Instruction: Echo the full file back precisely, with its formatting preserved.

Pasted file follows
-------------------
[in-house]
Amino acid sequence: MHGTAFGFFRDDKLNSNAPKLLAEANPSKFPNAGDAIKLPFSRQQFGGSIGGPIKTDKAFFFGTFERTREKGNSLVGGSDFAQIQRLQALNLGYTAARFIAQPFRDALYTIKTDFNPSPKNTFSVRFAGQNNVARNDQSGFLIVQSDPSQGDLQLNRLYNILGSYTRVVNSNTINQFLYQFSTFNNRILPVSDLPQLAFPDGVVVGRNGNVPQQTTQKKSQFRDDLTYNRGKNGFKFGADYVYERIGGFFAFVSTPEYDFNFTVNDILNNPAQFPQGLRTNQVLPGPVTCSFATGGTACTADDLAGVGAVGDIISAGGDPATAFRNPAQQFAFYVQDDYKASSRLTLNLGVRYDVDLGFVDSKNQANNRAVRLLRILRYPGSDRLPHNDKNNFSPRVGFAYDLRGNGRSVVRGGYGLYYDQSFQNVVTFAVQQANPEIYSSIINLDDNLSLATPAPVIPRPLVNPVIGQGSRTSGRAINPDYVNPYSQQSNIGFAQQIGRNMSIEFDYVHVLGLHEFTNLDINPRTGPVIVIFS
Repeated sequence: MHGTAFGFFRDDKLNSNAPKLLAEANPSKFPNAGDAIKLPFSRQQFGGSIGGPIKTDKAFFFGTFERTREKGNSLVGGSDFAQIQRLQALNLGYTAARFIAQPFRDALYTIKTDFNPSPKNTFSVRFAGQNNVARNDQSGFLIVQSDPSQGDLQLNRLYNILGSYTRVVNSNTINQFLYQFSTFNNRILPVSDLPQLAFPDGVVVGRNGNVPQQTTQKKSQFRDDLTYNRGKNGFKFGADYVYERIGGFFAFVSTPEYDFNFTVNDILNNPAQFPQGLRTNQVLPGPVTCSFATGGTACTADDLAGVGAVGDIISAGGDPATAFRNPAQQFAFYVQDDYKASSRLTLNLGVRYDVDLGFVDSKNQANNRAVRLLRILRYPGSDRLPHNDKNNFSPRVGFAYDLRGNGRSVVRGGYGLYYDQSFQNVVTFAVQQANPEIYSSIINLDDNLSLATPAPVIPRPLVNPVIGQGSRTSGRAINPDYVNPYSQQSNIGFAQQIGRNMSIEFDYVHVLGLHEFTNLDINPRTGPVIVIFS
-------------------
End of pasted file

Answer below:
[in-house]
Amino acid sequence: MHGTAFGFFRDDKLNSNAPKLLAEANPSKFPNAGDAIKLPFSRQQFGGSIGGPIKTDKAFFFGTFERTREKGNSLVGGSDFAQIQRLQALNLGYTAARFIAQPFRDALYTIKTDFNPSPKNTFSVRFAGQNNVARNDQSGFLIVQSDPSQGDLQLNRLYNILGSYTRVVNSNTINQFLYQFSTFNNRILPVSDLPQLAFPDGVVVGRNGNVPQQTTQKKSQFRDDLTYNRGKNGFKFGADYVYERIGGFFAFVSTPEYDFNFTVNDILNNPAQFPQGLRTNQVLPGPVTCSFATGGTACTADDLAGVGAVGDIISAGGDPATAFRNPAQQFAFYVQDDYKASSRLTLNLGVRYDVDLGFVDSKNQANNRAVRLLRILRYPGSDRLPHNDKNNFSPRVGFAYDLRGNGRSVVRGGYGLYYDQSFQNVVTFAVQQANPEIYSSIINLDDNLSLATPAPVIPRPLVNPVIGQGSRTSGRAINPDYVNPYSQQSNIGFAQQIGRNMSIEFDYVHVLGLHEFTNLDINPRTGPVIVIFS
Repeated sequence: MHGTAFGFFRDDKLNSNAPKLLAEANPSKFPNAGDAIKLPFSRQQFGGSIGGPIKTDKAFFFGTFERTREKGNSLVGGSDFAQIQRLQALNLGYTAARFIAQPFRDALYTIKTDFNPSPKNTFSVRFAGQNNVARNDQSGFLIVQSDPSQGDLQLNRLYNILGSYTRVVNSNTINQFLYQFSTFNNRILPVSDLPQLAFPDGVVVGRNGNVPQQTTQKKSQFRDDLTYNRGKNGFKFGADYVYERIGGFFAFVSTPEYDFNFTVNDILNNPAQFPQGLRTNQVLPGPVTCSFATGGTACTADDLAGVGAVGDIISAGGDPATAFRNPAQQFAFYVQDDYKASSRLTLNLGVRYDVDLGFVDSKNQANNRAVRLLRILRYPGSDRLPHNDKNNFSPRVGFAYDLRGNGRSVVRGGYGLYYDQSFQNVVTFAVQQANPEIYSSIINLDDNLSLATPAPVIPRPLVNPVIGQGSRTSGRAINPDYVNPYSQQSNIGFAQQIGRNMSIEFDYVHVLGLHEFTNLDINPRTGPVIVIFS